“Their message is so powerful. If you told me 25 years ago that this is what (girls’ wrestling) would look like, I probably wouldn’t have believed you. Just look at where these women (Gray and Maroulis) are today and what they’re doing for the sport.”

During a session with female student-athletes at Spring Grove, Gray told a story about going .500 against boys’ during her high school career in Colorado before achieving international success in women’s competitions. Her point was that young girls trying the sport for the first time might not realize how good they are yet.

One Spring Grove female student-athlete said during the session that she previously wrestled but gave up the sport when she didn’t feel encouraged by family and friends. Gray and Maroulis both responded by saying nobody is too old to try something again.

They pointed out that 2021 Olympic gold medalist Tamyra Mensah-Stock — who spoke at Red Lion with fellow Olympian Sarah Hildebrandt Monday — didn’t wrestle until she was 15.

“I don’t think anyone would deny wrestling instills values in young boys so why would we deny that for young girls?,” Maroulis said. “It’s about making champions off the mat and I believe wrestling is one of the greatest sports to do that and raise a generation of leaders. And I believe that includes our women.”

Focusing on mental health

Spring Grove girls’ volleyball players Sarah Czapp and Mylie Ormond were both impressed at how well two Olympians connected with a group of high school athletes.

They admitted to being starstruck when Gray and Maroulis brought up the Rockets volleyball team (currently ranked No. 1 in the state) and gave tips on how to maintain its undefeated season.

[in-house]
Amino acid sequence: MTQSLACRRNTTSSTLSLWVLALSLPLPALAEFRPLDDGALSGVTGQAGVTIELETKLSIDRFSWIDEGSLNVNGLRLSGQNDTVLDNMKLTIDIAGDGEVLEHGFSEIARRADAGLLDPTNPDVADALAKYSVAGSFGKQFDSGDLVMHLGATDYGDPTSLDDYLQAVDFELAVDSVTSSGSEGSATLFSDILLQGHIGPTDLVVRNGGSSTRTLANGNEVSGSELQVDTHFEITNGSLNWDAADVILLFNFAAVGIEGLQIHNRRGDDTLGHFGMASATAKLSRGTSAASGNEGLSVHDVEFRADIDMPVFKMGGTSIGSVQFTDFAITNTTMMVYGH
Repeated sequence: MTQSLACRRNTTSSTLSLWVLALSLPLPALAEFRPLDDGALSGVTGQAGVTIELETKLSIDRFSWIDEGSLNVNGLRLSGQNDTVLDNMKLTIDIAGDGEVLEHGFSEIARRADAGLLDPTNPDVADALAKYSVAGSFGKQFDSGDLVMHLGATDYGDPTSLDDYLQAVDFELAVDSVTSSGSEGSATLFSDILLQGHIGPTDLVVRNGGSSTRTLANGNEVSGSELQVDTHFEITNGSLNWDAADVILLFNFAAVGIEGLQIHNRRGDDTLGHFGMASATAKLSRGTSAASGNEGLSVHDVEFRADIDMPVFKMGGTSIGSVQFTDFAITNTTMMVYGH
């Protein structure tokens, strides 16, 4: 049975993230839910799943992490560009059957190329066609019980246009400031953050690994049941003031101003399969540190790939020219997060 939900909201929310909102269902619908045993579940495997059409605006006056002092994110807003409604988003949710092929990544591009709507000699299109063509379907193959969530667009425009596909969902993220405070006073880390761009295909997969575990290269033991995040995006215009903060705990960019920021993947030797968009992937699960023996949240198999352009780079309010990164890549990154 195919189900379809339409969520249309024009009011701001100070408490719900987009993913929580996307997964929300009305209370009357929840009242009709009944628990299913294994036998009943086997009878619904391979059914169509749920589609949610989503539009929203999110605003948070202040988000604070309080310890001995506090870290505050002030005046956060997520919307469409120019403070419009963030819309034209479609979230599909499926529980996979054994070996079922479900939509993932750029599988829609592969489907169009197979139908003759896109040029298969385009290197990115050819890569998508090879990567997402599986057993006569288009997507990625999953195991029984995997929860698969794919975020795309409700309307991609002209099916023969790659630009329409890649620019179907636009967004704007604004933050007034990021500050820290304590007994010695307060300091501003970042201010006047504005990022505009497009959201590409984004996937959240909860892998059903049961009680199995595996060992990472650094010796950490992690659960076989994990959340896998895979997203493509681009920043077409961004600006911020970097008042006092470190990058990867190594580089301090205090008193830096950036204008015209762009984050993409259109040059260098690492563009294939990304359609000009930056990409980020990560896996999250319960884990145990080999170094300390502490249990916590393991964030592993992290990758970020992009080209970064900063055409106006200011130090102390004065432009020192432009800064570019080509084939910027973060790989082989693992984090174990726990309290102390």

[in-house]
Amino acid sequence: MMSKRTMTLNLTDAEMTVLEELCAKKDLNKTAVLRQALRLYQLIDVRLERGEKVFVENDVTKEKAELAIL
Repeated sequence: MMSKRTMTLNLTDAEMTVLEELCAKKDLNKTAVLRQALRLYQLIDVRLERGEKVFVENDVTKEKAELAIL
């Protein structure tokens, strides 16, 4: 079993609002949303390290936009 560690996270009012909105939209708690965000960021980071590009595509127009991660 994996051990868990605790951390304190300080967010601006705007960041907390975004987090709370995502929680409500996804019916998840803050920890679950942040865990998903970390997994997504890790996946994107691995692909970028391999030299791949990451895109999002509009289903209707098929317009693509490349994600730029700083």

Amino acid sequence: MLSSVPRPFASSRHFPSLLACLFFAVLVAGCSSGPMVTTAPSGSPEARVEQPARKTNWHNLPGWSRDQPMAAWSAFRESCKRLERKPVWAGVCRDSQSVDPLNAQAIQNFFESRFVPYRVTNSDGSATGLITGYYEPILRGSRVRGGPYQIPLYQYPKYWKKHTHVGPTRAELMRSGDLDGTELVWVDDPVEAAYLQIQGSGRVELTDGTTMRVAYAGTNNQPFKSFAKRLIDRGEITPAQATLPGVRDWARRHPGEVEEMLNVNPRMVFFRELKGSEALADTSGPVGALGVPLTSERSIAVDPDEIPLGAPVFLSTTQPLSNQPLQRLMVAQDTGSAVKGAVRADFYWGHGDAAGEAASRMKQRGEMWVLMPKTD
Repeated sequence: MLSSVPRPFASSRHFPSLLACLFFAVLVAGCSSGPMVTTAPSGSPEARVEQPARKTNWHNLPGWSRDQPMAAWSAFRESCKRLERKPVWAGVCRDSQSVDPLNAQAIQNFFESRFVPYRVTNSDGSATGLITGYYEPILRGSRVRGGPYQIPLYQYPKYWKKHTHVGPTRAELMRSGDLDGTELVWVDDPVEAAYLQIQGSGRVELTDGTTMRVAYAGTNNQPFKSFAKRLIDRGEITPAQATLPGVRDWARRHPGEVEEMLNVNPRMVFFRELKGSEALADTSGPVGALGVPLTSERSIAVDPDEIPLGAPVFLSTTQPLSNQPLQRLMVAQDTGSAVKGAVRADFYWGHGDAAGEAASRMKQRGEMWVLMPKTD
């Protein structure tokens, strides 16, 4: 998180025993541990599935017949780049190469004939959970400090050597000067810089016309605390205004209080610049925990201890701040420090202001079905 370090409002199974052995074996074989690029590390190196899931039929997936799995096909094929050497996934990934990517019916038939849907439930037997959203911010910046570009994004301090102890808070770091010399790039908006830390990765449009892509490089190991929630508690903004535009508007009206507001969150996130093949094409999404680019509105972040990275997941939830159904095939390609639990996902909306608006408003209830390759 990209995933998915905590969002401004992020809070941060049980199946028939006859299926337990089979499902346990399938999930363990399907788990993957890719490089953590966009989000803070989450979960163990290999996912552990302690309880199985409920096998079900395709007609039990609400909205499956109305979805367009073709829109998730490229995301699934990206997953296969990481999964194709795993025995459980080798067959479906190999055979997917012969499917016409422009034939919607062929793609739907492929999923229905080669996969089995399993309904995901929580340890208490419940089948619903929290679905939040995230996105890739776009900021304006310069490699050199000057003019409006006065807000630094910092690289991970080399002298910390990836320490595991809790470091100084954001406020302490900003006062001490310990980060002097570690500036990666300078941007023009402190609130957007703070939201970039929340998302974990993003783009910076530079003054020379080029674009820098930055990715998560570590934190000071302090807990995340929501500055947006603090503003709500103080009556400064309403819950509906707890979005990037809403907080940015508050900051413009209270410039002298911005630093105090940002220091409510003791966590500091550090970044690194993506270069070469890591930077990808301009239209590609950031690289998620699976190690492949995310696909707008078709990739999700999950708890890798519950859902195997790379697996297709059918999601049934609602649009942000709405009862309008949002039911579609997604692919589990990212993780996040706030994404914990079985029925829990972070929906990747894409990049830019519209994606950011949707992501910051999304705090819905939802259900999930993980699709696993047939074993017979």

“We were like, ‘We know who they are but they actually know who we are,’” Czapp said.

But the two volleyball players both said they really connected with the comments Gray and Maroulis made on mental health in athletics.

Maroulis told a story about needing to visit a treatment center for trauma and PTSD after coming back from a concussion in 2018. Gray spoke about learning how to deal with failure after a disappointing loss early in a tournament.

Ormond said that resonated with her after struggling with her mental health throughout the coronavirus pandemic.

“I went from being busy five nights a week to nothing to being bored and I didn’t know what to do,” Ormond said. “So it was important to hear their experiences with mental health.”

“I feel it’s my gift to share my vulnerability,” Maroulis said. “I know that what I went through wasn’t in vain. My life and experiences being under a microscope will help kids because a lot of times with mental health, people feel alienated or isolated and they won’t speak up about it because they think they’re the only one.”

American Adeline Gray picked up her first Olympic medal at this summer’s Tokyo Olympics.

Gray said mental health and mental strength should not be considered conflicting ideas. For her, mental toughness is “checking in with myself and being in a frame of mind to be successful” rather than just “pushing through and feeling the burn.”

She added that the bigger point of keeping girls’ involved in sports is not just helping them win games, but helping them achieve leadership roles in the sports industry.

After the session ended, numerous Spring Grove girls’ athletes stuck around longer to share their personal stories and get more advice from the Olympians.

One girl thanked Maroulis and gave her a hug after a long talk with her.

“I think it’s important for them to see that everybody is struggling and you have to build the skillsets to take care of yourself,” Gray said. “That’s not just about sports. It’s about life and relationships and learning how to be a successful human. We can build those resources through sports and the awareness is there, we just need to take one step further and make sure people are utilizing those resources.”

___

Online:

https://bit.ly/319Qm79